Don’t wait until your back is against the wall before you start eliminating the wrong answers! This should be an inherent part of your test-taking strategy, something you actively engage in at all stages. Often, answers are incorrect because of just one fundamental problem with their construction. Meanwhile, correct answers are correct because they are free of any problems. That one issue on an incorrect answer can be much easier to spot in many cases. In addition, simply angling for the best “sounding” answer on every question puts you at the mercy of the test makers and their creative skill in crafting attractive wrong answers. Actively engage with the negative side of answers. Look for the disqualifying factors that eliminate answers from contention.
Also, when you do finally get down to the last two answers, don’t abandon this philosophy! Rather than identifying which answer is “better” at that point, look for what is wrong with either choice. You may find that even as you approach the finish line on a question, the fourth incorrect answer is still easier to clearly identify than the actual correct answer. When you get down to it, there’s really no difference between seeing the correct answer and eliminating the final wrong answer. They both get you to the same place.
Once again, ask yourself if you are eliminating answers as consistently as you can, or as often as you should. For most of us, the answer is “probably not.” So again, focus on slight adjustments from test to test, and set a goal to be more consistent in this area.
Choose your battles wisely. Stay moving during your section and do not let any one question, game, or passage soak up too much time. If a game is taking too long, look out for any particularly difficult or time-consuming questions that you could skip and move on. If you have time, you can always come back to it. Even if you don’t, there is a good chance that time is better spent on easier questions elsewhere. Skipping questions does not have to be an admission of defeat. In fact, if you do it properly, it’s an effective resource management strategy.
Once again, with the LSAT quickly approaching, don’t look to make major changes to your overall approach in this area. With each practice test comes just one more opportunity to make a small adjustment in your strategy. Even when it comes to skipping! Forcing yourself to let go of a couple questions as you proceed through each section can make a huge difference. If you think about it, how long do you normally spend on the three longest questions on a section? For many people, the answer to that question might be 7 or 8 minutes. Maybe more! That is almost a quarter of your time spent on perhaps three of the lowest odds questions available. There’s a very good chance that time can be spent better elsewhere.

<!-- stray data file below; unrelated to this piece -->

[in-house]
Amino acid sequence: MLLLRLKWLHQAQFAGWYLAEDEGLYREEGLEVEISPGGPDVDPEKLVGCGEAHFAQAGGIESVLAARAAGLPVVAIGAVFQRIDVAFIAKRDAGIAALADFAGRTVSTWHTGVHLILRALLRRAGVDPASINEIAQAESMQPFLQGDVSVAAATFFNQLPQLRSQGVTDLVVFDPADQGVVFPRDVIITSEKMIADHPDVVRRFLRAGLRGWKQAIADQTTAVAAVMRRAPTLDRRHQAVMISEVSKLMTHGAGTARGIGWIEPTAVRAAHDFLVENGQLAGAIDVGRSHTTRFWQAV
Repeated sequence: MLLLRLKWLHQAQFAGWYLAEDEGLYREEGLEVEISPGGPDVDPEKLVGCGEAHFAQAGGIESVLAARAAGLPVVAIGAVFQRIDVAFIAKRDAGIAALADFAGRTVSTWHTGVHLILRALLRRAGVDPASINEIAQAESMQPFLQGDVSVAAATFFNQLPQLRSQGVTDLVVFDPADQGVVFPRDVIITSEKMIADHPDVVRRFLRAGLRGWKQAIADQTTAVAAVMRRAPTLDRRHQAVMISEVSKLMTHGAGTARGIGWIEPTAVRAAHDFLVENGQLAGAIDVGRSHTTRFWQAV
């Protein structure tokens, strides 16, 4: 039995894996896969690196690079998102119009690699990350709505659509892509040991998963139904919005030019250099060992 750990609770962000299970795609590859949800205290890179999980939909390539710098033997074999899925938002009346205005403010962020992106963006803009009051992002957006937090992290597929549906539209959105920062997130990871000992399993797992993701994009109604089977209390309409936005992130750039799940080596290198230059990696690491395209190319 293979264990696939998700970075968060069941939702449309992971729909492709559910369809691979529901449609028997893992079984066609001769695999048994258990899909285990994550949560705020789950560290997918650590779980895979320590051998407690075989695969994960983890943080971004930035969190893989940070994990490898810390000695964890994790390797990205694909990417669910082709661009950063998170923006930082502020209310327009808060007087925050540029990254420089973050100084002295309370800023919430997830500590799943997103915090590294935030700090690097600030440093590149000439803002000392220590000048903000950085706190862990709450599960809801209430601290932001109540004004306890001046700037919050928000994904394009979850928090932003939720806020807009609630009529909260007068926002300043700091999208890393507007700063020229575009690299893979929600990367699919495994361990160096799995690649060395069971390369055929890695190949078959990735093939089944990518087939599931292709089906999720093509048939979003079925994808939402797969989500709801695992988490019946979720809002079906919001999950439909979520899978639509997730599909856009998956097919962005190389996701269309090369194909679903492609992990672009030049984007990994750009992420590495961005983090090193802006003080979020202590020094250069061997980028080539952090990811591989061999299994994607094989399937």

Be ready for the moments when you just simply can’t see the correct answer. Obviously, you are trying to keep these moments to a minimum. But, they are going to happen throughout your remaining practice tests and they are going to happen on the day of the LSAT. This is not a cause for panic. Rather, this is an opportunity to turn to all the resources at your disposal and play the odds. Hopefully, you’ve been able to narrow the choices down to maybe two or three potential contenders through elimination and prephrasing.
At this point, look to all available aspects of the question for opportunities. How are the answers worded? How does that affect their likelihood of being correct? Do any answers use exaggerated language or introduce new information? Both of these are common problems on Prove Family questions, including most Reading Comprehension questions, for example. How was the passage or stimulus worded?
The bottom line is that, as you take your final practice tests, work to hone your guessing. Trust your insights and experience gained through your preparation. Don’t be ashamed of turning to these tactics that ultimately “luck” your way into a right answer. Solid, educated guessing is an essential component of your arsenal. Don’t minimize its importance! There will be moments of doubt and pain when you take the LSAT where your resourcefulness will be put to the test. Even though you certainly don’t want to count on luck to carry you through, luck has a way of finding those who consistently do the little things that put them in the best position to succeed.
The Little Things Matter
These procedural items are those little things. Whether it’s guessing, prephrasing, eliminating, or skipping, you are constantly taking steps that, even if they don’t guarantee success, consistently increase the probability of success. While none of them may seem that significant when taken individually, marginal improvements in each between now and Test Day can seriously add up. And at this point, every point counts.